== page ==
Bitter Tony Shafrazi Sues Landlord for $20 Million After Eviction
The dealer claims his landlord withheld information about MTA construction.
Art dealer Tony Shafrazi is back in court with one of his landlords, this time filing suit against the owner of his former gallery space, who evicted him this past year, with a plan to demolish the building and construct a 130,000-square-foot development (see The Wrecking Ball Is Coming for Chelsea Building Housing Tony Shafrazi, Lehmann Maupin, and Stephen Haller).
The $20 million suit alleges that in 2003, when Shafrazi signed a 15-year, $16,666.67-a-month lease at 540-544 W. 26th St., the landlord neglected to inform him that drilling was scheduled to begin nearby on the MTA’s extension of the 7 train line. (See 6 Times Tony Shafrazi Has Gone Ballistic.)
Shafrazi is accusing Manhattes Group of tricking him into leasing the building by withholding this crucial information.
His lawyer, Robert Hantman, told Page Six that Shafrazi subsequently spent $3.2 million transforming the former garage into “one of the most brilliant exhibition spaces in New York.” The dealer believed he could renew his lease in 2018, but the gallery is currently homeless.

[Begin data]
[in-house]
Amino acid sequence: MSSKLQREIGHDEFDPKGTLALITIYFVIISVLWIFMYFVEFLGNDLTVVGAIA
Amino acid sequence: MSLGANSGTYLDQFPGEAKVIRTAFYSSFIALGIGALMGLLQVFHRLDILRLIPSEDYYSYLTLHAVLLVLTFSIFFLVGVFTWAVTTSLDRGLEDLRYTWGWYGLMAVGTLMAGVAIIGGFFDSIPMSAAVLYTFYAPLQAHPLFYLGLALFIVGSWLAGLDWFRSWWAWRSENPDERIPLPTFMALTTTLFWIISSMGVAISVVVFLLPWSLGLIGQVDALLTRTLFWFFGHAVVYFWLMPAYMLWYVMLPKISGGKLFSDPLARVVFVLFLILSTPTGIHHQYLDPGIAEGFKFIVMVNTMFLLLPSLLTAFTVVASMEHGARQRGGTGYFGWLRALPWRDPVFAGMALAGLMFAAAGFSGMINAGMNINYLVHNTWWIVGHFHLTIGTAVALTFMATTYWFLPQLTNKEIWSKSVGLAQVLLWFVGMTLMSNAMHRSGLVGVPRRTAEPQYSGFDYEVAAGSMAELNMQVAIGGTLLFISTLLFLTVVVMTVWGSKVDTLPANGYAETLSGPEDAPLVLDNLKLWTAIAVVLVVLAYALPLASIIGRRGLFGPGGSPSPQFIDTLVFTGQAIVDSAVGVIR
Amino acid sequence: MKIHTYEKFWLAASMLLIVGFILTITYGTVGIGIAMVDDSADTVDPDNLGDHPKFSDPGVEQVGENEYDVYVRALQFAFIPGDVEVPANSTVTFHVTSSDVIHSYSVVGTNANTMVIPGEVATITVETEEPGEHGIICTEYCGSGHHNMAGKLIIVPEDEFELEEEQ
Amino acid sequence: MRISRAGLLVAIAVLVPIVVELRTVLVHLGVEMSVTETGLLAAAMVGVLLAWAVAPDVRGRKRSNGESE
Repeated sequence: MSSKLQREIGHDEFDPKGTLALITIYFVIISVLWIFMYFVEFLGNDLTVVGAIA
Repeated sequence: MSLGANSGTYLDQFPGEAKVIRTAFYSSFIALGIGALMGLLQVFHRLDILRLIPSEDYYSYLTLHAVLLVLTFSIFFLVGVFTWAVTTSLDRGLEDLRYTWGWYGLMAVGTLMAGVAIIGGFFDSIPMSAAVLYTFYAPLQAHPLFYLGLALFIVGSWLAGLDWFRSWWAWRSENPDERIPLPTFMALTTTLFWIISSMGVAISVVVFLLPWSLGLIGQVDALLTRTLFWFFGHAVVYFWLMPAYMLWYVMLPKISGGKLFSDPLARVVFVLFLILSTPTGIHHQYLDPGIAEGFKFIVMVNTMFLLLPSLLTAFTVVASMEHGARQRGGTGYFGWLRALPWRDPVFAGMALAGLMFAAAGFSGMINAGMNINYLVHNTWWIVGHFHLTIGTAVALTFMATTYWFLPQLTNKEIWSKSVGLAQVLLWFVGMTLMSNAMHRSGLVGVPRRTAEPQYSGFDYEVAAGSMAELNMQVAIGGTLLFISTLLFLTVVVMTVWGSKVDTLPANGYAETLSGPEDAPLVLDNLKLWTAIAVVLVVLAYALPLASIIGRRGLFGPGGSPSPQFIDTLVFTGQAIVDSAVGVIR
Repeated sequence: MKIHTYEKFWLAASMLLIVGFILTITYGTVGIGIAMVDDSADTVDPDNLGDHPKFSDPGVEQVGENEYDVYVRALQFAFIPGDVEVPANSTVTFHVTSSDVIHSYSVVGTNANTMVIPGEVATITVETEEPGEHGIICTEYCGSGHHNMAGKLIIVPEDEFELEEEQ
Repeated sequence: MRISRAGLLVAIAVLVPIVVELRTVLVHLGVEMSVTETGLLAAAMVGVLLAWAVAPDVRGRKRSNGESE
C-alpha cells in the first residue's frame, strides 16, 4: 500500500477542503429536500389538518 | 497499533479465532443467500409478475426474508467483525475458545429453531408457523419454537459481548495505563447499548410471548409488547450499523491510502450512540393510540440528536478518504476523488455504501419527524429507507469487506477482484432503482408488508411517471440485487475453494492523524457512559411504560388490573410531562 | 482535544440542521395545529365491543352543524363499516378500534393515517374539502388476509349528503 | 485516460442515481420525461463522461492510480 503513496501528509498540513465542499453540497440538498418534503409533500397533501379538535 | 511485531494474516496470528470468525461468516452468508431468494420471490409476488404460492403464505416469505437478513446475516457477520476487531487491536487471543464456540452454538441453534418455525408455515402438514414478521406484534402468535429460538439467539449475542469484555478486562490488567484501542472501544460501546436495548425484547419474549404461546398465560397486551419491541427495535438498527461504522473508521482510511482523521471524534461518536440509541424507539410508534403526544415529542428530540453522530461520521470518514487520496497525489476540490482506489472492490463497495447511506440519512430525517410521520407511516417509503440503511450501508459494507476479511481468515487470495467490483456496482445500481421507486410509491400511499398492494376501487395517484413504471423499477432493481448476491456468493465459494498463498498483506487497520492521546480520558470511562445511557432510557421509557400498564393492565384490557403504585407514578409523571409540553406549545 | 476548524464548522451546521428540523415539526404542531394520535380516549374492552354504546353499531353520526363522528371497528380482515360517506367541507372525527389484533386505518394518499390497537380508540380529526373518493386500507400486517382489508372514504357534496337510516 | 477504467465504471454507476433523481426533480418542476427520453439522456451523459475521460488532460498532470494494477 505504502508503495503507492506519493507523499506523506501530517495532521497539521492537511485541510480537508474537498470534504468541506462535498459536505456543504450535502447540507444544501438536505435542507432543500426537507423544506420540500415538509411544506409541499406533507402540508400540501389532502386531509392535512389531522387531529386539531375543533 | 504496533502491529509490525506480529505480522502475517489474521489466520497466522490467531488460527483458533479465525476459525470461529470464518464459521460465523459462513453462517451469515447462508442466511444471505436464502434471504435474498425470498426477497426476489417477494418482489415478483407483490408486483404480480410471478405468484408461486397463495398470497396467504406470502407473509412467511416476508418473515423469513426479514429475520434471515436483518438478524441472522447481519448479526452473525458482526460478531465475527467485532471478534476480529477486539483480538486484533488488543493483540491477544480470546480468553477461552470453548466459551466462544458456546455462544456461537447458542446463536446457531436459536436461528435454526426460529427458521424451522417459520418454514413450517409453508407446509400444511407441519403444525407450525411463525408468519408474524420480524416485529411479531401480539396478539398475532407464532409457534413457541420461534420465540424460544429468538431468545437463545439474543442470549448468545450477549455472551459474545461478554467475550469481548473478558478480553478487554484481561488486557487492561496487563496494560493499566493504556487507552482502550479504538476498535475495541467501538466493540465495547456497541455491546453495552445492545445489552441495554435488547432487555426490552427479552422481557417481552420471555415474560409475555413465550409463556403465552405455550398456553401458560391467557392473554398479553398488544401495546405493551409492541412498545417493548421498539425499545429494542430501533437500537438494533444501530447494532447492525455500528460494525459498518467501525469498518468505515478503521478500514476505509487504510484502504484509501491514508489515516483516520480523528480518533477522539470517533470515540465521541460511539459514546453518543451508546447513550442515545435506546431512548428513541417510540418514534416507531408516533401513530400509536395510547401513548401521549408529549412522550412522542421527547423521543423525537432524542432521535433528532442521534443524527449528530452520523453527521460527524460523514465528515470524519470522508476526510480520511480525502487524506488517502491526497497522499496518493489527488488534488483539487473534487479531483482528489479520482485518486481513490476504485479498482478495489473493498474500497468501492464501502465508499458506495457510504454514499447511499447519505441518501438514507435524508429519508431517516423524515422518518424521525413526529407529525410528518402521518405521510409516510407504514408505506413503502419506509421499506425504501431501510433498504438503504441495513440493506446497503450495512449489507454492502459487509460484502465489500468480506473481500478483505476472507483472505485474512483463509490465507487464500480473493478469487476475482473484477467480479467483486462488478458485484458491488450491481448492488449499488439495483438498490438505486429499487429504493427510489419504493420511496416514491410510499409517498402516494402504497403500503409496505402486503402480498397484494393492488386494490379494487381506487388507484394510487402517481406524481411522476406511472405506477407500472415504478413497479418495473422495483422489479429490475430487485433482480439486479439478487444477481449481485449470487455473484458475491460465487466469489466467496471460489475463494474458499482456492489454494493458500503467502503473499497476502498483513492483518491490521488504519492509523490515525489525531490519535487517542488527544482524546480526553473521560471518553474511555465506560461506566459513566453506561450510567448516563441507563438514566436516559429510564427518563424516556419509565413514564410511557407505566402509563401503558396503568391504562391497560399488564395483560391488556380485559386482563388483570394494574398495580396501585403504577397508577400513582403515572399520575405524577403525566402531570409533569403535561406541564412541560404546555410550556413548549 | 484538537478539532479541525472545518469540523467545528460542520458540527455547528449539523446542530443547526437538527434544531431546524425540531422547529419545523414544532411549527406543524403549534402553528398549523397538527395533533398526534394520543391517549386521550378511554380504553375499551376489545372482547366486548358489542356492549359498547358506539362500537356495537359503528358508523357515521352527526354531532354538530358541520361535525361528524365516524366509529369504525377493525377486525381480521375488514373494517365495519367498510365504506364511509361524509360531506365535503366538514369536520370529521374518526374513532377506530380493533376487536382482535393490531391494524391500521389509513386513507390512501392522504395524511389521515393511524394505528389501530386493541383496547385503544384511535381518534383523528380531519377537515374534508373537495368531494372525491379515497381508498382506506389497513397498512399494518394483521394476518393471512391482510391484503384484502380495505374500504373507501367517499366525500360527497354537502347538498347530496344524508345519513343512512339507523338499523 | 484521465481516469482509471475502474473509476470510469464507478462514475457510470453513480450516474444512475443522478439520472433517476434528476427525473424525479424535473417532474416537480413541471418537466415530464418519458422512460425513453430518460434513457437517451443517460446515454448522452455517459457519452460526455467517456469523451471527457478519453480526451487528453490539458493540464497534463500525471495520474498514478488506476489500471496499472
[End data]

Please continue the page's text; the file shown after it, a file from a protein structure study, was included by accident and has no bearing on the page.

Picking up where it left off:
When construction began on the subway line in 2007, the lawsuit contends, the gallery was “invaded” by air and noise pollution. In addition to toxic dust, the construction also exposed the gallery to dynamite blasts that could have damaged the millions of dollars of artwork housed in the space.
“We are fighting on behalf of Tony and other people in the arts who are being taken advantage of by the landowners,” said Hantman.
The dealer has also been facing a legal battle in regard to his apartment, where his landlord moved to evict him in order to subdivide the SoHo loft into two apartment (see Tony Shafrazi Getting Evicted from His SoHo Loft). Shafrazi is contesting the eviction, arguing that he spent over $1 million renovating the building’s elevator and installing heating and air conditioning systems with the understanding that he would be able to stay in the apartment indefinitely.
Shafrazi first made headlines in 1974 for spray-painting the phrase “Kill Lies All” on Pablo Picasso’s Guernica. As a gallerist, he discovered Keith Haring and Jean-Michel Basquiat, and counts Donald Trump and Larry Silverstein among his clients.
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